Intelligence agencies convene ‘Havana syndrome’ panel to look at cause of mystery illnesses
WASHINGTON (Tribune News Service) — A panel of experts led by senior intelligence officers has met in recent weeks on “Havana syndrome” as the investigation into unexplained health incidents among American personnel enters what one U.S. official described as a new and intensive phase.
The panel — which is focused on identifying the cause and potential mechanisms of the mysterious illnesses — is led by senior officers from the Office of the Director of National Intelligence and the CIA, and includes scientific experts from outside government who are already cleared to access classified material.
“The intelligence community has convened a panel of experts from across the U.S. government and private sector to work collectively to increase understanding of the possible mechanisms that are causing these anomalous health incidents,” an intelligence official told McClatchy.
The intelligence panel is one of two set up by President Joe Biden last month to study the strange sensory phenomenon that has baffled and concerned the government since at least 2016, when American diplomats in Cuba became ill with mysterious ailments.
Since then, over 130 American officials stationed overseas — including in Britain, China and Austria — and at home in the United States have reported symptoms.
The U.S. diplomats, CIA officers and National Security Council officials have described experiencing sudden sound pressure or heat, vertigo, nausea, and head or neck pain that government physicians have been unable to diagnose.
A second panel is primarily focused on trying to identify protective measures for U.S. personnel going forward. Neither panel is time-bound.
Biden has lent urgency to the probe since taking office, and the CIA’s new director, Bill Burns, is receiving regular briefings on investigative work and suspected cases.
“Director Burns is personally engaged with personnel affected by anomalous health incidents and is highly committed to their care and to determining the cause of these incidents,” a CIA spokesperson said.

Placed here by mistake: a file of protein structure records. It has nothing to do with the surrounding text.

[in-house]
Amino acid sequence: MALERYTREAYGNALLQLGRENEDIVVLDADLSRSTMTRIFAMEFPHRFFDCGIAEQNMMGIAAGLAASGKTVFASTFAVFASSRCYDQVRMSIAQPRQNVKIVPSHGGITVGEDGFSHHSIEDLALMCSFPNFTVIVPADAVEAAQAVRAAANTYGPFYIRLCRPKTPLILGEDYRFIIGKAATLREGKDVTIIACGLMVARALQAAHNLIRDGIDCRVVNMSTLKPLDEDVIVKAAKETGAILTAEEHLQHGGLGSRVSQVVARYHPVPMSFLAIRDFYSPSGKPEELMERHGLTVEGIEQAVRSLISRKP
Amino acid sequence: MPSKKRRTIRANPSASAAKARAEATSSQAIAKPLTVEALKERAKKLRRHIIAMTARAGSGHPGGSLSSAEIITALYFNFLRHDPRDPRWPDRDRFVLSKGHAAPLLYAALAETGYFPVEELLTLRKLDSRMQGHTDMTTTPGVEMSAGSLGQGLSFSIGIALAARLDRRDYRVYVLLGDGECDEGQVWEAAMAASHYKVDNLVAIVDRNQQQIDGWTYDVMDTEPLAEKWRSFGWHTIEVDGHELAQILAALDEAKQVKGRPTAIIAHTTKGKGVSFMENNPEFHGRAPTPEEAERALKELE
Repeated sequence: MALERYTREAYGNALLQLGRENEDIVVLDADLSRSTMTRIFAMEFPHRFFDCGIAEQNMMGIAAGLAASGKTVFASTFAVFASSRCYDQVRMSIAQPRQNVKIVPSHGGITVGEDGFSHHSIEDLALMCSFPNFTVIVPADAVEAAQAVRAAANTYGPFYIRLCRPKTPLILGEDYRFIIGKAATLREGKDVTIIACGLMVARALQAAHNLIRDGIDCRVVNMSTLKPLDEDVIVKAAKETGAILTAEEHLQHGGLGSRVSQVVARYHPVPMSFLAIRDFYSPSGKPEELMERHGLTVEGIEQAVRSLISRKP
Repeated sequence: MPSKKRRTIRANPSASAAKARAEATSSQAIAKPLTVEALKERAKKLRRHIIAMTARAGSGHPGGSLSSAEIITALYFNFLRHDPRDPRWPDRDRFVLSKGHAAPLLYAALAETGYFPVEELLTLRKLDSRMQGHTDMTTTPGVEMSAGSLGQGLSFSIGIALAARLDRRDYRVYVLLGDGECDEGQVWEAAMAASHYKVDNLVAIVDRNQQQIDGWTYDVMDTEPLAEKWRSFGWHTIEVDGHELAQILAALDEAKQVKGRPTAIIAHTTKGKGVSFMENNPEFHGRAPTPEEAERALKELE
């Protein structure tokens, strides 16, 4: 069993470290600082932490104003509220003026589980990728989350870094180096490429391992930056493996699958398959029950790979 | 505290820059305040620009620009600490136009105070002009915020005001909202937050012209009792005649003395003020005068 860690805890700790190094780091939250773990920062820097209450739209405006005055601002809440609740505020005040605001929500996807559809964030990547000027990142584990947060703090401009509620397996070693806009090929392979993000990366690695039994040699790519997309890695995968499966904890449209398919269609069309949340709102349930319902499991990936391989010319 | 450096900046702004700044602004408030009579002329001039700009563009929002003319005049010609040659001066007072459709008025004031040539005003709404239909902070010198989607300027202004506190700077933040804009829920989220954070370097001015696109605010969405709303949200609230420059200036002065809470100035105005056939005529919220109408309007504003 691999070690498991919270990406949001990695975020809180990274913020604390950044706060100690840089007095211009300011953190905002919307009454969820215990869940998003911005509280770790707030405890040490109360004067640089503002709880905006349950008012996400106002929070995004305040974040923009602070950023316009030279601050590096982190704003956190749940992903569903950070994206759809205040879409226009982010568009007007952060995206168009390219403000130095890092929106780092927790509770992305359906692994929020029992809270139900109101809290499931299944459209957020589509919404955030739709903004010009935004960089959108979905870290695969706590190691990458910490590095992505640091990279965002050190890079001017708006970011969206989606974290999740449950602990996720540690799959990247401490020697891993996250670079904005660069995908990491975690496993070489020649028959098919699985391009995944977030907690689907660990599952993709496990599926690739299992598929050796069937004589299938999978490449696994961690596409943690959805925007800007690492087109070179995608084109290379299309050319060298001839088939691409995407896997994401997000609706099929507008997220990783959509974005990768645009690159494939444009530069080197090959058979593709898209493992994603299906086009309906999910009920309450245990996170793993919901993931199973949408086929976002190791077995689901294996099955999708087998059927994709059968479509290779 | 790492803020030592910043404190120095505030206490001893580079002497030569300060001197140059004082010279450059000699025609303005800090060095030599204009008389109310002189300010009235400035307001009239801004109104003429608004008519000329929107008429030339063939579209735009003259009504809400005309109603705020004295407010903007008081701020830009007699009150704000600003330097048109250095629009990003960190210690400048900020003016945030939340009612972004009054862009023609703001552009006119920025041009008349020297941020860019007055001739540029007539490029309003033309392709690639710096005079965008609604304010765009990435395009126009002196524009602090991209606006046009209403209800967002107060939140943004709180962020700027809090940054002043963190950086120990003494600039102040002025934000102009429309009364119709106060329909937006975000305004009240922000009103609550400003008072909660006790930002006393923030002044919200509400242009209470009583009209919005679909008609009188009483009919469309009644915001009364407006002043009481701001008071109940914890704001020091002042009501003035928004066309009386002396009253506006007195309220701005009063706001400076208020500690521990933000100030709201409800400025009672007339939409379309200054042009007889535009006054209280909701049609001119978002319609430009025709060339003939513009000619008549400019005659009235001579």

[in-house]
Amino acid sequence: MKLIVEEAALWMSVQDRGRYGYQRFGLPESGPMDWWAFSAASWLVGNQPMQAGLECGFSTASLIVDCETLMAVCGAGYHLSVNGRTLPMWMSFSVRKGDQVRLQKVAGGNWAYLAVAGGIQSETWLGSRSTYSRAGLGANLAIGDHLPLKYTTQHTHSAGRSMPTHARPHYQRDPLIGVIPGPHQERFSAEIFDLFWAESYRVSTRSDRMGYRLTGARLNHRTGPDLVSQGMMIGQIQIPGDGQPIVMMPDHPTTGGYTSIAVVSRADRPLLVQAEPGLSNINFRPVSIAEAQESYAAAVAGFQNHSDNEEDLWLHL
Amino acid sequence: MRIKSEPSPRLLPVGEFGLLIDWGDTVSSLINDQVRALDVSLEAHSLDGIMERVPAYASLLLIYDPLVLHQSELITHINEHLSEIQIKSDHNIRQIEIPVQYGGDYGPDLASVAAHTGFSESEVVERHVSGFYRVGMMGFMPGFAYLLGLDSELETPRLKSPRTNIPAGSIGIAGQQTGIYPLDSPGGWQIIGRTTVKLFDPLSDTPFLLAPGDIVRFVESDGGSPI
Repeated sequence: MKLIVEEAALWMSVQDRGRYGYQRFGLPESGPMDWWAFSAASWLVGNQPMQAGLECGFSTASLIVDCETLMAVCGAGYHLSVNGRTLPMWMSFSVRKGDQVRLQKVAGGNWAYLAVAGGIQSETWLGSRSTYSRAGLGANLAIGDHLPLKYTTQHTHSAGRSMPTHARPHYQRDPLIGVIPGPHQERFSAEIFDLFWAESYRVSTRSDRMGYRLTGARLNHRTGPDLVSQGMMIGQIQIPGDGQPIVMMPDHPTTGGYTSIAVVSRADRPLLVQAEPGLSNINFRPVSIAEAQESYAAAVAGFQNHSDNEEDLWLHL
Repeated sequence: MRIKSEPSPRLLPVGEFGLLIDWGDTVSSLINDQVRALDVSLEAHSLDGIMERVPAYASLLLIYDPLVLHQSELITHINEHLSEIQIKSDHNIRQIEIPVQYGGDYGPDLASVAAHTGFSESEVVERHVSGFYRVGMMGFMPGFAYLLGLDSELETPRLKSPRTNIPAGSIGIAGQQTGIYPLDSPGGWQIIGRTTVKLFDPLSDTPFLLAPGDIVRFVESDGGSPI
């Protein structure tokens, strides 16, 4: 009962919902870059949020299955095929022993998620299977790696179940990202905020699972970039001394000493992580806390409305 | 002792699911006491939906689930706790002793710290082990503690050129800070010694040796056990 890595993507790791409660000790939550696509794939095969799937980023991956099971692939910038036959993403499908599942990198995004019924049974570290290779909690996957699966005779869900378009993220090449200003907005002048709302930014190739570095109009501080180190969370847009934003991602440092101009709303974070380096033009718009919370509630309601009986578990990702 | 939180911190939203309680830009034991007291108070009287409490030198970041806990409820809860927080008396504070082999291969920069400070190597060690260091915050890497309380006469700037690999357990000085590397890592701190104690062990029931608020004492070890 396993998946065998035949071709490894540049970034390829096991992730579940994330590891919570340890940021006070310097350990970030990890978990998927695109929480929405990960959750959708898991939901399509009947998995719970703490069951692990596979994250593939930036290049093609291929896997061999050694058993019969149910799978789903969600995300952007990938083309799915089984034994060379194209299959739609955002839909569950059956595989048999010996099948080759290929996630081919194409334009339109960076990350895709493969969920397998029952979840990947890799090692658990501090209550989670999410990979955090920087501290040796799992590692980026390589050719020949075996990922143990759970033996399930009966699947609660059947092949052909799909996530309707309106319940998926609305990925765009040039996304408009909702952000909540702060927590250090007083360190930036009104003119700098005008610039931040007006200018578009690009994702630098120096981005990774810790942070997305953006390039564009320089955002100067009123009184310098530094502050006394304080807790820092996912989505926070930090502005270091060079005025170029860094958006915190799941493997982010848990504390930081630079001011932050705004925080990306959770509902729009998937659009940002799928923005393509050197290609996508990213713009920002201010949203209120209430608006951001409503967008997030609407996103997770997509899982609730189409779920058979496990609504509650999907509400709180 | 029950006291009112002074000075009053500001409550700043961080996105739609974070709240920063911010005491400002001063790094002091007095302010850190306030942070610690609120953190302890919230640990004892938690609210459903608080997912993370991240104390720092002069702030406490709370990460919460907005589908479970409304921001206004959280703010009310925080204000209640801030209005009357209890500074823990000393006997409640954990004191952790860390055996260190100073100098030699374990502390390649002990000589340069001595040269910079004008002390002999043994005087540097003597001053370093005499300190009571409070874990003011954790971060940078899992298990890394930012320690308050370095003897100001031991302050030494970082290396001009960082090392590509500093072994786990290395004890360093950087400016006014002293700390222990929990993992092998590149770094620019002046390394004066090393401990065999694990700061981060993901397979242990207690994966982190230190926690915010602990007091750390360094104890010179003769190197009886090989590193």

Over the past six months, the National Security Council led an effort to centralize the reporting of cases and standardize treatment for affected personnel across agencies and departments. Officials hope the new process will help experts identify patterns.
Last year, a committee at the National Academy of Sciences studied the matter and produced a report for the Trump administration. But members of that committee complained that they lacked sufficient access to classified information to render a complete assessment — a problem that has been corrected in the formation of the current panels, officials say.
Additional U.S. personnel overseas have reported experiencing the syndrome this year, with some returning to the United States for treatment, two sources said.
The phenomenon gained public attention after a cluster of American diplomats at the U.S. Embassy in Havana experienced similar symptoms. A handful of reported cases may have predated the events in Cuba.
Current and former officials suspect the incidents are being caused by attacks from a foreign power, using some form of directed energy. But intelligence agencies say they have not been able to identify a cause or source with any confidence.
Nevertheless, the issue was raised in Biden’s meetings with Russian President Vladimir Putin last month, a State Department official told reporters at the time. Officials have declined to provide details.
“The National Security Council is coordinating a full review of intelligence reporting to ascertain whether there may be previously unreported incidents that fit a broader pattern,” White House press secretary Jen Psaki told reporters on Monday.
“At this time, we still don’t know the cause of these incidents or whether they constitute an attack of some kind by a foreign actor,” Psaki said. “These are areas of active inquiry, something our intelligence community is working on — and very focused on.”
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